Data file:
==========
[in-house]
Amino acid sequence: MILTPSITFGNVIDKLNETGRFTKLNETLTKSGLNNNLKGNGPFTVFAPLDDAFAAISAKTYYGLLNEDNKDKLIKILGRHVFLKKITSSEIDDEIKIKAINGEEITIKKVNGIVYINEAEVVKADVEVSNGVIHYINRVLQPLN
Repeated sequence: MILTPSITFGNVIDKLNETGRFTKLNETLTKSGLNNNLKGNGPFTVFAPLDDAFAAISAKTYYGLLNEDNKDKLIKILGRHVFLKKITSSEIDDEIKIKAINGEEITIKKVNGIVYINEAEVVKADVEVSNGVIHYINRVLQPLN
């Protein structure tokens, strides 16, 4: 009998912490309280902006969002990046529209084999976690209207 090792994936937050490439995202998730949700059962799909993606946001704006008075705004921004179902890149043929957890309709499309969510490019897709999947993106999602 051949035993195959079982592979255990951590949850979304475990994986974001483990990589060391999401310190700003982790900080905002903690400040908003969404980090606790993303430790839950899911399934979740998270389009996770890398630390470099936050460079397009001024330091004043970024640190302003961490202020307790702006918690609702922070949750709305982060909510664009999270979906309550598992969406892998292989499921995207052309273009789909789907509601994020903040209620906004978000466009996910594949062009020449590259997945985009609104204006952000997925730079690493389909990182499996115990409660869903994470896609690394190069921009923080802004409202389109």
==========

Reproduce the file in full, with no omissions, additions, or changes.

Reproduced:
[in-house]
Amino acid sequence: MILTPSITFGNVIDKLNETGRFTKLNETLTKSGLNNNLKGNGPFTVFAPLDDAFAAISAKTYYGLLNEDNKDKLIKILGRHVFLKKITSSEIDDEIKIKAINGEEITIKKVNGIVYINEAEVVKADVEVSNGVIHYINRVLQPLN
Repeated sequence: MILTPSITFGNVIDKLNETGRFTKLNETLTKSGLNNNLKGNGPFTVFAPLDDAFAAISAKTYYGLLNEDNKDKLIKILGRHVFLKKITSSEIDDEIKIKAINGEEITIKKVNGIVYINEAEVVKADVEVSNGVIHYINRVLQPLN
């Protein structure tokens, strides 16, 4: 009998912490309280902006969002990046529209084999976690209207 090792994936937050490439995202998730949700059962799909993606946001704006008075705004921004179902890149043929957890309709499309969510490019897709999947993106999602 051949035993195959079982592979255990951590949850979304475990994986974001483990990589060391999401310190700003982790900080905002903690400040908003969404980090606790993303430790839950899911399934979740998270389009996770890398630390470099936050460079397009001024330091004043970024640190302003961490202020307790702006918690609702922070949750709305982060909510664009999270979906309550598992969406892998292989499921995207052309273009789909789907509601994020903040209620906004978000466009996910594949062009020449590259997945985009609104204006952000997925730079690493389909990182499996115990409660869903994470896609690394190069921009923080802004409202389109």